- By Prachi VidwansPrachi Vidwans is the assistant editor at Democracy Lab. She holds a bachelor's degree in anthropology from New York University, and has worked at several nonprofits, including Henry Street Settlement and Common Cause/NY. Specializing in political violence and human rights, Prachi has conducted extensive research on topics ranging from Occupy Wall Street to post-conflict community organization in Peru., Christian CarylChristian Caryl is the author of Strange Rebels: 1979 and the Birth of the 21st Century. A former reporter at Newsweek, he is a senior fellow at the Legatum Institute (which co-publishes Democracy Lab with Foreign Policy) and a contributing editor at the National Interest. He is also a Senior Fellow at the Center for International Studies at the Massachusetts Institute of Technology and a regular contributor to the New York Review of Books.
To catch Democracy Lab in real time, follow us on Twitter: @Democracy_Lab.
Malik Al-Abdeh explains why Syria’s rebels are increasingly focusing on business rather than war.
Gwen Robinson travels with Burma’s reformist president across a conflict-ridden state.
Eric Randolph notes that Nepal’s social revolution has only just begun, despite a successful national election.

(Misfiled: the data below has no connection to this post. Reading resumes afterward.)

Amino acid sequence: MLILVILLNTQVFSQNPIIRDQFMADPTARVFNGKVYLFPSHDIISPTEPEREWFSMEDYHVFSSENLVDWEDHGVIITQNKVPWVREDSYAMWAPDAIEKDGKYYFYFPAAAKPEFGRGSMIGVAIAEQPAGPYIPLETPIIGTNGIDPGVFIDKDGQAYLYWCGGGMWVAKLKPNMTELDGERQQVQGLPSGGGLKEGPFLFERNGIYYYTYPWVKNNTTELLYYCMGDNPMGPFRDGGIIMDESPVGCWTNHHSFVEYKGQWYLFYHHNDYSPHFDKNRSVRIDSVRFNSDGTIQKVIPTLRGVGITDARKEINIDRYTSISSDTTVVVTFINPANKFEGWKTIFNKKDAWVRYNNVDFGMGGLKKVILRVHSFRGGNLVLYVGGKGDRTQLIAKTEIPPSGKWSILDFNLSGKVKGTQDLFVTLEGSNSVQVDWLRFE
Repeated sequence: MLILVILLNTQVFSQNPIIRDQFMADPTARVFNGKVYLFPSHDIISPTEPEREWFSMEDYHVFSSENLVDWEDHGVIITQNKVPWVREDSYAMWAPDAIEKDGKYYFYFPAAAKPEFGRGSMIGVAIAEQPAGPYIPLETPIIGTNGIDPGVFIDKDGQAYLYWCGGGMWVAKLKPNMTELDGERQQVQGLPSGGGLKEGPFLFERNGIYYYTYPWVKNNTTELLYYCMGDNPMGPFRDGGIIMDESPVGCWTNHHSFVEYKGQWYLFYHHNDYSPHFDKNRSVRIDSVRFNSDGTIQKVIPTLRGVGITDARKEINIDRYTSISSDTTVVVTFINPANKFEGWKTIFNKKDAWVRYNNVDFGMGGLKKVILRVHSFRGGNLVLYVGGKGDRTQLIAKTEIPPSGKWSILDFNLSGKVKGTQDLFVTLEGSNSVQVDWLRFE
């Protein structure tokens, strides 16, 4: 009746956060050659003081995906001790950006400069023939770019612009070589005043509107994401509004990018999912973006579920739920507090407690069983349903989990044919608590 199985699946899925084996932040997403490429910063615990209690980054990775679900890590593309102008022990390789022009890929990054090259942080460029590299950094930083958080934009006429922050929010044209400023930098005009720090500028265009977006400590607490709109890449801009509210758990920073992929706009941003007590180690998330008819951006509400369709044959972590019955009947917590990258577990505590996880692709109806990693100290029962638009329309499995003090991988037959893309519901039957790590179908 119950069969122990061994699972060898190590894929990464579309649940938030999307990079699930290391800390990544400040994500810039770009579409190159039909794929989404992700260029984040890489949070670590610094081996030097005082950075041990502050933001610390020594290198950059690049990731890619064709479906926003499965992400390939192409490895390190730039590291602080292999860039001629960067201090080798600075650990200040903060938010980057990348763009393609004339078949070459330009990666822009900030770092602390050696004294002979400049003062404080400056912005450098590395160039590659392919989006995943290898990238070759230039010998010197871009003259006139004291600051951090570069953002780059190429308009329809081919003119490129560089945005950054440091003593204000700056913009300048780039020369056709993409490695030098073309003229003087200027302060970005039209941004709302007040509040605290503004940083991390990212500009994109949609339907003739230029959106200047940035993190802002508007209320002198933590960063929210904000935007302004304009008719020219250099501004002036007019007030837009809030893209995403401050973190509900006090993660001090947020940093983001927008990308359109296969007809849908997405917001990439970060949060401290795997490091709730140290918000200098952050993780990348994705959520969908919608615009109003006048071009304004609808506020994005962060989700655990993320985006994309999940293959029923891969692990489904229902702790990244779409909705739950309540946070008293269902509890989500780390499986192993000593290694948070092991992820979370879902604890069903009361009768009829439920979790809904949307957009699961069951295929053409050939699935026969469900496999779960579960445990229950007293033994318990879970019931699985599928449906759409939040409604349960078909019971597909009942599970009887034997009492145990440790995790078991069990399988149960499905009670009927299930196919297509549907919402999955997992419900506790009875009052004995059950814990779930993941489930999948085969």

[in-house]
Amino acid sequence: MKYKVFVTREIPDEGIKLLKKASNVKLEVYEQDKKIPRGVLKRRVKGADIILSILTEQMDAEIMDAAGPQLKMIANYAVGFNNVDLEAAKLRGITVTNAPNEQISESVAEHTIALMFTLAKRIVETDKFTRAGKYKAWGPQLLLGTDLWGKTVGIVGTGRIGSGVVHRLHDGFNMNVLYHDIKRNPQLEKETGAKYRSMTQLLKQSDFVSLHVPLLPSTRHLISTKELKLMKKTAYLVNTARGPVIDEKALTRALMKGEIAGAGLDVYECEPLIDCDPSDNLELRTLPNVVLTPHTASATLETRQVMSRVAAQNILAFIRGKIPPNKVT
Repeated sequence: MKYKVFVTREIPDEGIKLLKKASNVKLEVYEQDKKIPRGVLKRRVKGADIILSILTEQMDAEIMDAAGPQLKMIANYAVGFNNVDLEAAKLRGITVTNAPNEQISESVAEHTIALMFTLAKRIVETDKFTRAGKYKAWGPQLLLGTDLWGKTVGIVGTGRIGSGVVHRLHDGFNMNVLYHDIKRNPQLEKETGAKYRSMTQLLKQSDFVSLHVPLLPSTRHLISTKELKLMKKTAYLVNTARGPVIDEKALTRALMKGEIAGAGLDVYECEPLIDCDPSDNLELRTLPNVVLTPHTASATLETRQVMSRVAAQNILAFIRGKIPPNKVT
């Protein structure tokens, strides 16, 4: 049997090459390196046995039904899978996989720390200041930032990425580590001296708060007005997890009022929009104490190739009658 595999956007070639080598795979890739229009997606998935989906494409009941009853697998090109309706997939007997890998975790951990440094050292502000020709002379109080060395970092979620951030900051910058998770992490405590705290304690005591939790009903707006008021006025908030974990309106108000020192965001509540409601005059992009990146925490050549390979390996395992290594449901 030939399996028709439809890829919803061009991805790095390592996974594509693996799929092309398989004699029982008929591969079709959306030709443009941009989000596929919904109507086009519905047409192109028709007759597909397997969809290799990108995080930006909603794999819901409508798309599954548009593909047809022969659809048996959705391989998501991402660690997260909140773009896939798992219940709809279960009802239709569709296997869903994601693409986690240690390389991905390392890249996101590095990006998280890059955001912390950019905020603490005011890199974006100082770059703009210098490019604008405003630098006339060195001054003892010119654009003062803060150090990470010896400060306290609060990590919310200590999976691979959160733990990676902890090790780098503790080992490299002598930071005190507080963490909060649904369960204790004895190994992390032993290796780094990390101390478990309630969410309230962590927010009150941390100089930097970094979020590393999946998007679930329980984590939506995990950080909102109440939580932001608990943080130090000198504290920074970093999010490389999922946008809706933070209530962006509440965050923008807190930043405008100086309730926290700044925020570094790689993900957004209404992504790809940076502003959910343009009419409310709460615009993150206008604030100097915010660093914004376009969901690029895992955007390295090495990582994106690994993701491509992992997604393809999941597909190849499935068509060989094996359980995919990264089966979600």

Anna Nemtsova details the latest tribulations of Russia’s political activists.
Mohamed El Dahshan describes what happens when Algeria’s police state butts heads with Arab internet activists.
Juan Nagel writes about Venezuelan president Nicolás Maduro’s new power to rule by decree.
Asma Ghribi reports on police brutality in Tunisia — and why the revolution has failed to stop it.
And Christian Caryl explains how the fate of one woman is complicating Ukraine’s European dream.
And now for this week’s recommended reads:
The Overseas Development Institute presents a must-read infographic about the relationship between democracy and economic development.
Reporting for Reuters, Kanupriya Kapoor and Randy Fabi investigate Indonesia’s fiercely independent anti-corruption commission, and find that its future rests on the public.
The Daily Star Lebanon warns that the Syrian rebels’ battle for the Qalamoun region may only make matters worse for refugees.
Writing for Al-Monitor, Amberin Zaman finds that Turkey is scaling back its support of Syrian Islamists.
At the Atlantic Council website, Amani Al-Khatahtbeh argues that Jordan is a black hole for free speech and activism.
In Tablet, Samuel Tadros looks at Egyptian General Abdel Fattah al-Sisi’s options as he contemplates whether to run for the presidency. (In the photo above, an Egyptian protester runs from tear gas during anti-military demonstrations in Tahrir Square.)
The Open Society Justice Initiative and Muslims for Human Rights scrutinize Kenya’s counterterrorism efforts and uncover a startling array of human rights abuses.
Reporters Without Borders launches a campaign against the Sochi Olympics for its abuse of independent journalists.
The Center for International Private Enterprise explores techniques for building "entrepreneurship ecosystems" — and concludes that the effort starts with democracy.